One of several classes operated in the Health and Wellness Education Center at the VA Hospital in White River Junction, the Healthy Teaching Kitchen program offers weekly cooking demonstrations, along with practical tips on meal planning, grocery shopping, budgeting and nutrition. For some veterans, the six-week program is a guided tour of brand new territory, orienting them to the basics of kitchen prep and cooking. For others, like this group, most of whom seemed to know their way around a spice rack already, there are different benefits.

“I think one of the best things about it is that people just really enjoy it,” said LaCroix, a registered dietitian who specializes in health promotion and disease prevention at the VA.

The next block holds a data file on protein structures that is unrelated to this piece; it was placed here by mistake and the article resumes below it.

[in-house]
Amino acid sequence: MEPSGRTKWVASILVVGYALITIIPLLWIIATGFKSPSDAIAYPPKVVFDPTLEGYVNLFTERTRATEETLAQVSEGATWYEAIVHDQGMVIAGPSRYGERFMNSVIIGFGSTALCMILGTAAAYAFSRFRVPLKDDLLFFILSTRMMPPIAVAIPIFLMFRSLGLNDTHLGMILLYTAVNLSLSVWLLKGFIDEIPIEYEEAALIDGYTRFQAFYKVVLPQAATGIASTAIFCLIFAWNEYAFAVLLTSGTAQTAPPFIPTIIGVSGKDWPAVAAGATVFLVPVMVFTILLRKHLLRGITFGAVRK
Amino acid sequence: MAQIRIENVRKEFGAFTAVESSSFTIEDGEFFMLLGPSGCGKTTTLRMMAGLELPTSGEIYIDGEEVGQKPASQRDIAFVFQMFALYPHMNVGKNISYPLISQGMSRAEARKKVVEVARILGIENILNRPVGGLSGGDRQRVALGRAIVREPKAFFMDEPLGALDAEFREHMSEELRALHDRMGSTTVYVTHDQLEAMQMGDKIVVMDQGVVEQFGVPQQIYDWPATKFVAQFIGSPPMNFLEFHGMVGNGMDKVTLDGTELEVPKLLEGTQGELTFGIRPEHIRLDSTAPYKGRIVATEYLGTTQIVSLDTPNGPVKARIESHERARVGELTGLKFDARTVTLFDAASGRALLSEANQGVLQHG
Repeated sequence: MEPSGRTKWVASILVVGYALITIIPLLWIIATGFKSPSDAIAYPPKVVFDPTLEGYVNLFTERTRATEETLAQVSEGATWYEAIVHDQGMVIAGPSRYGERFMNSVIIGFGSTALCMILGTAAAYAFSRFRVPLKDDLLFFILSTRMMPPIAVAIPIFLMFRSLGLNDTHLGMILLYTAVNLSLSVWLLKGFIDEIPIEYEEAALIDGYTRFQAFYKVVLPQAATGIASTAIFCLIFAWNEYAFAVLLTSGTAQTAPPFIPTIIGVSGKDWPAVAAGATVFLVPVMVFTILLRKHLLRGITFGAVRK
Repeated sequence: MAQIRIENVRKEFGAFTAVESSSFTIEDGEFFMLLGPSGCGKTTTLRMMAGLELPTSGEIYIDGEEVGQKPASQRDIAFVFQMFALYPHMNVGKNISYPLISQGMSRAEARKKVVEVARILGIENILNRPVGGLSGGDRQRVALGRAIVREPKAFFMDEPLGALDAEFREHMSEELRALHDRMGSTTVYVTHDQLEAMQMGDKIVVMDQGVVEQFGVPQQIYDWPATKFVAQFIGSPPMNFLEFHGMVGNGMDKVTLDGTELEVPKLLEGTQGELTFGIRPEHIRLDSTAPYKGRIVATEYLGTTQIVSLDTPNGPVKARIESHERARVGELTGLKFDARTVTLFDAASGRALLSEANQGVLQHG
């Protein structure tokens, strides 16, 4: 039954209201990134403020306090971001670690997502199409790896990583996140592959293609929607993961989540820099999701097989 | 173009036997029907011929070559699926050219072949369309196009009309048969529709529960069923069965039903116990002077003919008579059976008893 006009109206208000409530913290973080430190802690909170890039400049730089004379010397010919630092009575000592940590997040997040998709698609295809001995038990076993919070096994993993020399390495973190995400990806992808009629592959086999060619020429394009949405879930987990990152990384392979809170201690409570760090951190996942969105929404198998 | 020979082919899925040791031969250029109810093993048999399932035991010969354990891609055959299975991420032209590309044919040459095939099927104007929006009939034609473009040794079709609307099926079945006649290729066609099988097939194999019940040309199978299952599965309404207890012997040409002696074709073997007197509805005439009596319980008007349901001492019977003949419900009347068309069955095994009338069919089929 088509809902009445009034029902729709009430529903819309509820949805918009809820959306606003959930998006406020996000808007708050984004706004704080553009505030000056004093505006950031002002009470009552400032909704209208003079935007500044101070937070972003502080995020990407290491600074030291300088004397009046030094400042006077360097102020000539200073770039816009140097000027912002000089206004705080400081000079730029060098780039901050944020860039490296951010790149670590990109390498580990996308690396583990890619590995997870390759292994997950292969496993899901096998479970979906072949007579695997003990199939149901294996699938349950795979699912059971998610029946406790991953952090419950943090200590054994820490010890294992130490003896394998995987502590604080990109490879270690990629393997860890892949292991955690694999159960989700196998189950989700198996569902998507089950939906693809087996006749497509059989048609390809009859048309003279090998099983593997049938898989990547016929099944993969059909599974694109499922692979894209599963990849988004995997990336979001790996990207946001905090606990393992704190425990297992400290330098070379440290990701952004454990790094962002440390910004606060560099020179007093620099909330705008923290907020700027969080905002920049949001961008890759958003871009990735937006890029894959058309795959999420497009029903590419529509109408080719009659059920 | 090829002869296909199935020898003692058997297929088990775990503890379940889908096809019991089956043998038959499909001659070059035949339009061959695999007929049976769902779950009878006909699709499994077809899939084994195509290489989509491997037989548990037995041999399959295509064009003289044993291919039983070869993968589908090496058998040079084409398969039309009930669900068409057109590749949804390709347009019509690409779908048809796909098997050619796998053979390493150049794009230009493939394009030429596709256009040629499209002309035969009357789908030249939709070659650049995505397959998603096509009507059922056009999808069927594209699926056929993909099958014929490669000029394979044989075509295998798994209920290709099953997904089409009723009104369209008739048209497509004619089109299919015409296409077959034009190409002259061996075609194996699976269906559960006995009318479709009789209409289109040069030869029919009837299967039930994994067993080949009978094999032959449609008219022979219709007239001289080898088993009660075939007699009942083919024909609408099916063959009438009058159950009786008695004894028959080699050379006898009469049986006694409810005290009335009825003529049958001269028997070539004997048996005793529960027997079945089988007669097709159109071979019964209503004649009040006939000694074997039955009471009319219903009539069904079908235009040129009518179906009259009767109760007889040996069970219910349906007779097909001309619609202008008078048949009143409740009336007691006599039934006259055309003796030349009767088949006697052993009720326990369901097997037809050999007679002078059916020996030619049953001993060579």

When veterans come to the VA for nutrition counseling, they can’t always call to mind the questions they want to ask or the matters they need help with. But when they’re gathered around a table together enjoying a freshly cooked meal, something changes, said LaCroix who has run the Healthy Teaching Kitchen program here for nine years and is also co-leader of the national Healthy Teaching Kitchen.

“The idea of bringing in the food and cooking and being able to taste it — the questions just start coming,” she said.

As they watched Travis and LaCroix prepare a healthy lunch last Tuesday, the students, mostly older veterans, asked questions about salt intake, portion sizes and calculating calories.